Making Steven Soderbergh seem like a slouch, Shane Carruth writes, directs, produces, edits, shoots and acts in this transcendent, delayed follow-up to his extraordinary time-travel puzzler Primer. He also composed the throbbing score and – in the US – actually distributed the blasted thing. All that stuff about film being a collaborative art is so much baloney. Is it not?
So, Upstream Colour can be seen as the vision of one stubborn artist. What a vision that is. Carruth is a mathematics graduate and Primer, released to acclaim in 2004, did look like the work of a man who valued logical rigour. Watch it a dozen times (10 if you have a PhD) and it becomes apparent that the interweaving plots – knotted by the characters' ability to flit through time – can be unravelled to form unbroken lines.
On first glance, the new film appears to be taking a very different approach. We begin with another adventure in science-fictional speculation. A mysterious individual handles a class of parasite that, if introduced into the human body, acts on the host’s capacity for independent thought. The shady character surreptitiously slips one such grub onto Kris ( Seimetz), a production designer, and, while she is diverted by mindless pursuits, withdraws the contents of her bank account. So much, so lucid (if weird).
Half an hour later, however, the film appears to have totally given up to beautiful, side-swiping surrealism. Another strange man sucks the worms from Kris's body and passes them onto his mistreated pigs. There is something odd going on with certain beautiful flowers. A good-looking fellow named Jeff (Carruth) meets Kris on a train and appears to make some sort of spiritual connection. Perhaps he was also a victim of the worm? They remember each others' experiences. When the pigs suffer trauma, Kris and Jeff go through their own crises. What's this? Now, they're picking stones from the bottom of a swimming pool while muttering excerpts from Henry David Thoreau's Walden.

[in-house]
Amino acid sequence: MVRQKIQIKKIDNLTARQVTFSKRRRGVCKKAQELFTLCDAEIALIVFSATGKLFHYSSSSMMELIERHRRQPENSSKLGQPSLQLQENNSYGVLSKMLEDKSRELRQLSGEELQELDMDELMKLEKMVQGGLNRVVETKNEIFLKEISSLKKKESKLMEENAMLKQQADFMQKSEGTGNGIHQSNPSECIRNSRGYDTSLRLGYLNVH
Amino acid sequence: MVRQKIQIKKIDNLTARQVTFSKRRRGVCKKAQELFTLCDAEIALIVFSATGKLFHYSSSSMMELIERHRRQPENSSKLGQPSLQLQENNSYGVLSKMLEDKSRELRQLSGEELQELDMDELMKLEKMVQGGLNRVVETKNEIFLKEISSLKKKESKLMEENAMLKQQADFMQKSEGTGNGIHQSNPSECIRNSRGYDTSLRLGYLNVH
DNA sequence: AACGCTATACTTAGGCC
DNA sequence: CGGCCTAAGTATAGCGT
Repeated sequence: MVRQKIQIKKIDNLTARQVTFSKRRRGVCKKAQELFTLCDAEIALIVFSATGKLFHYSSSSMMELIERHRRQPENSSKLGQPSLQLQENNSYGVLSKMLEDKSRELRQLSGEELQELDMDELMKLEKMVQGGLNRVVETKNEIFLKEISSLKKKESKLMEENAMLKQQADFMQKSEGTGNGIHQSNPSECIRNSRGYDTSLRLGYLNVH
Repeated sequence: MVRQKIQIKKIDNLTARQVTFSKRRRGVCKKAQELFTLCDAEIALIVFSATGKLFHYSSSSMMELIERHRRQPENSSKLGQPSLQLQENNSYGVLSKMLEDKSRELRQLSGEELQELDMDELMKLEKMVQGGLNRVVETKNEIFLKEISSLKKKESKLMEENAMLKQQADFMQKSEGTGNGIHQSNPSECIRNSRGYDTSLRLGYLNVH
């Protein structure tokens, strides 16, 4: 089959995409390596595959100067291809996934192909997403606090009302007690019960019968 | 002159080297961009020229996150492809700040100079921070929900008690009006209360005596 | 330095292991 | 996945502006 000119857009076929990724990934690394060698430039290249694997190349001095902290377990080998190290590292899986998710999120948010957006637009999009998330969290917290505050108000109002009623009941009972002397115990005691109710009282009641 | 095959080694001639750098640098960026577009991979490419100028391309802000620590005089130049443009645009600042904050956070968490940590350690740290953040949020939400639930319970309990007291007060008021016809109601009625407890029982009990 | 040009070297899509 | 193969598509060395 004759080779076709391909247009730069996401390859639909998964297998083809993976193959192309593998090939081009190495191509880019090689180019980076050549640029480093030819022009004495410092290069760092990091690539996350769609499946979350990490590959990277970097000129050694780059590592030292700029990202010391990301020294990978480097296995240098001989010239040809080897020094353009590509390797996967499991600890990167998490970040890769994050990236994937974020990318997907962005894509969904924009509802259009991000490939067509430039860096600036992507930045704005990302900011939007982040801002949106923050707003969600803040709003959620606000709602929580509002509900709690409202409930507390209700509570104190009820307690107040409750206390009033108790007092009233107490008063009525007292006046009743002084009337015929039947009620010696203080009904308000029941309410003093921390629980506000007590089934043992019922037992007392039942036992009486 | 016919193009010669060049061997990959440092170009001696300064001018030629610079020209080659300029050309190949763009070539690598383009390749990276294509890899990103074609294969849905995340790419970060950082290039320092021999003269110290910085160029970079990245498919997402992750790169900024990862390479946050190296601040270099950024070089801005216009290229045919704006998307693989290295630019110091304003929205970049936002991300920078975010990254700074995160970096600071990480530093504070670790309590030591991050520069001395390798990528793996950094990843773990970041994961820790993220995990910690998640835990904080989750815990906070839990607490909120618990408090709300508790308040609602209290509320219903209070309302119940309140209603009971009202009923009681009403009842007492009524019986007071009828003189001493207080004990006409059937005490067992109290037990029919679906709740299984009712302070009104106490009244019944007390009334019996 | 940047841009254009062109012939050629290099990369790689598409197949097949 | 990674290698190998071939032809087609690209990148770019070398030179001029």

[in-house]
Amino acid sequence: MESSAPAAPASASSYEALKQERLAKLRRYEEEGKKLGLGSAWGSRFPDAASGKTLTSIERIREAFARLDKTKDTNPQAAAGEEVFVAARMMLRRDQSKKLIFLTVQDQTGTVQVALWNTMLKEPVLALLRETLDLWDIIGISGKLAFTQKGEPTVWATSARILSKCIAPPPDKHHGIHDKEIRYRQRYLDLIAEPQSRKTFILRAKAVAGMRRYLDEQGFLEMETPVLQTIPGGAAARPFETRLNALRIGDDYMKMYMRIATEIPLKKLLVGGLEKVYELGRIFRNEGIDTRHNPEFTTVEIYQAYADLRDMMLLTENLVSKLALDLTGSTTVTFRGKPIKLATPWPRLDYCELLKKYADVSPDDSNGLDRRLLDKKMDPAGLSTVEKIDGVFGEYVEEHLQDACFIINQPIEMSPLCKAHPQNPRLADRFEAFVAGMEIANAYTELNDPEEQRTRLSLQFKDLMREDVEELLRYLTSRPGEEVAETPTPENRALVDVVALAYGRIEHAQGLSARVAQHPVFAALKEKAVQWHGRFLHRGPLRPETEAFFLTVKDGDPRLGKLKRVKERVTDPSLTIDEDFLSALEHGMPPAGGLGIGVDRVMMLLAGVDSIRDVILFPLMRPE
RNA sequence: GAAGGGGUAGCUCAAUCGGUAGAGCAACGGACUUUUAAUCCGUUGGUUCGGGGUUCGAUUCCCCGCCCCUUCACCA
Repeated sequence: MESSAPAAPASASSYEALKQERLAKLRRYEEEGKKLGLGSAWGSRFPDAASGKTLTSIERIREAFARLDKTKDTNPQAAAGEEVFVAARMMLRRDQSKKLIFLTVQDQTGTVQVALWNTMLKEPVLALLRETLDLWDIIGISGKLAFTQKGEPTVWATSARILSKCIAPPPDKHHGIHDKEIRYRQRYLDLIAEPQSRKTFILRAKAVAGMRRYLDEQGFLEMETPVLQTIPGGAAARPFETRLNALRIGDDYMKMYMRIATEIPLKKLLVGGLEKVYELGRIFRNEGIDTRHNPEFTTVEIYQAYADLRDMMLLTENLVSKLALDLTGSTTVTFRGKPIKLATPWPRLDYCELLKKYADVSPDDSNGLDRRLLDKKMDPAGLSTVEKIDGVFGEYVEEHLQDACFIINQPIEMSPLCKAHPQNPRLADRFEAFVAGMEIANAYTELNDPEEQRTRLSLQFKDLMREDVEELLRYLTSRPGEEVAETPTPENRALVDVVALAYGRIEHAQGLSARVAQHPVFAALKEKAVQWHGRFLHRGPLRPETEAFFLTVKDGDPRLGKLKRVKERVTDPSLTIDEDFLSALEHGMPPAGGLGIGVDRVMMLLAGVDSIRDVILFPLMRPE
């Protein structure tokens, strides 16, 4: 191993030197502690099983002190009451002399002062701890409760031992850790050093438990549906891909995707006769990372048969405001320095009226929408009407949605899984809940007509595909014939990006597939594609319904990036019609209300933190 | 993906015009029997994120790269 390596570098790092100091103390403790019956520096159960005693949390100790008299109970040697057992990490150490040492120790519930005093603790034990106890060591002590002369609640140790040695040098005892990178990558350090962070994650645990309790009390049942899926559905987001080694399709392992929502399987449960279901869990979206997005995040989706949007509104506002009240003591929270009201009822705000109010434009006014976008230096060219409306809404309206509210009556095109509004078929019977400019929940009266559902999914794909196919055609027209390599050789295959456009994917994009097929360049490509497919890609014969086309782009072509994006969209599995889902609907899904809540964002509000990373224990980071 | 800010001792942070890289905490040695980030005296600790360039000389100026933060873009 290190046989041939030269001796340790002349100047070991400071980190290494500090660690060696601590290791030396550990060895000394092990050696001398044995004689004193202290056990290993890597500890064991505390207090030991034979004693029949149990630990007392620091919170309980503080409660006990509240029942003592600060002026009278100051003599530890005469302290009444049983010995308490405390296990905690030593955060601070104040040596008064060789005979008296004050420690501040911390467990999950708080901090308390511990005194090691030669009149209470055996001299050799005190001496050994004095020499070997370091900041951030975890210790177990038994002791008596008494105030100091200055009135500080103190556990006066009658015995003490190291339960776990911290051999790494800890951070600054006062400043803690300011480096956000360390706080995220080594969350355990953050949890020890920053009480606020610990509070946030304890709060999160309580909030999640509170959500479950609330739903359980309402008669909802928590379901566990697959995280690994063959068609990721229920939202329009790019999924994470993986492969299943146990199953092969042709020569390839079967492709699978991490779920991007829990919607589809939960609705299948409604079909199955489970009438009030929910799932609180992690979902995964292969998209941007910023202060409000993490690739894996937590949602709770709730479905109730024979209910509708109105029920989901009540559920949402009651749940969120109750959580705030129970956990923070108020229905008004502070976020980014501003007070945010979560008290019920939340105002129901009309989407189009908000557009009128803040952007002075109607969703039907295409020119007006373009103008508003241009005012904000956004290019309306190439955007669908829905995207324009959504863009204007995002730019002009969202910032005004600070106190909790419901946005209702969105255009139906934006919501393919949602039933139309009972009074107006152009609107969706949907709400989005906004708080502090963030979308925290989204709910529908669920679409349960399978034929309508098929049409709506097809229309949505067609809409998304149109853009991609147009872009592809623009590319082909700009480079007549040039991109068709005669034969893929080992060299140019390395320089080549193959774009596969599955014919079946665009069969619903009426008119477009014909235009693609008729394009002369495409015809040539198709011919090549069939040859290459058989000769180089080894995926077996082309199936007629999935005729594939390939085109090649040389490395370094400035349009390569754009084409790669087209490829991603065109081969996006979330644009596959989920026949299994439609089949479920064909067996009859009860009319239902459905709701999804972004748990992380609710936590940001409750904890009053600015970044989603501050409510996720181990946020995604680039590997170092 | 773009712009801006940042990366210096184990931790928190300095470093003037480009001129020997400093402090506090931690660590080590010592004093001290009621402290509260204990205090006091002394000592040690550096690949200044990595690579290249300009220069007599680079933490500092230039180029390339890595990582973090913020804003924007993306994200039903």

It is certainly possible to enjoy Upstream Colour as an exercise in washed-out absurdity. Exploiting waves of electronic music, clinically bland Dallas locations and a palette skewed towards greys and blues, Carruth creates a universe that looks like a version of our present dreamt up by futurologists in the 1980s. We are in the real world and not in the real world. Every element snugly entwined with every other, the film ladles on obscure paranoia in a fashion that is properly disturbing throughout. Should you wish, you could even view Upstream Colour as a magnificent slab of video art: the sort of thing you might, while visiting a white-walled gallery, spend an indeterminate amount of time squinting at.
But it's not that. The themes may be numerous and varied – concerns about drugs, surveillance, disease, alienation – but the story does have an impeccable (albeit deeply buried) logic to it. That's to say if the viewer looks hard enough he or she will fit the pieces together into a lucid tale about faith, betrayal, despair and hope. Carruth has, somewhat surprisingly, compared his film to Alan J Pakula's All the President's Men. Both films offer more information than the average viewer could comfortably consume in one sitting. Both greatly repay any effort invested.
Carruth's greatest achievement is to compose a work that appeals even as it frustrates early efforts to connect the quarrelling narratives. It exhibits great formal beauty and permits real emotional connections between its frightened principals. Then, at the end of it all, this puzzling, cool, distanced film actually dares to argue for
old-fashioned virtues such as kindness, honesty and sympathy.
Where will this man go next?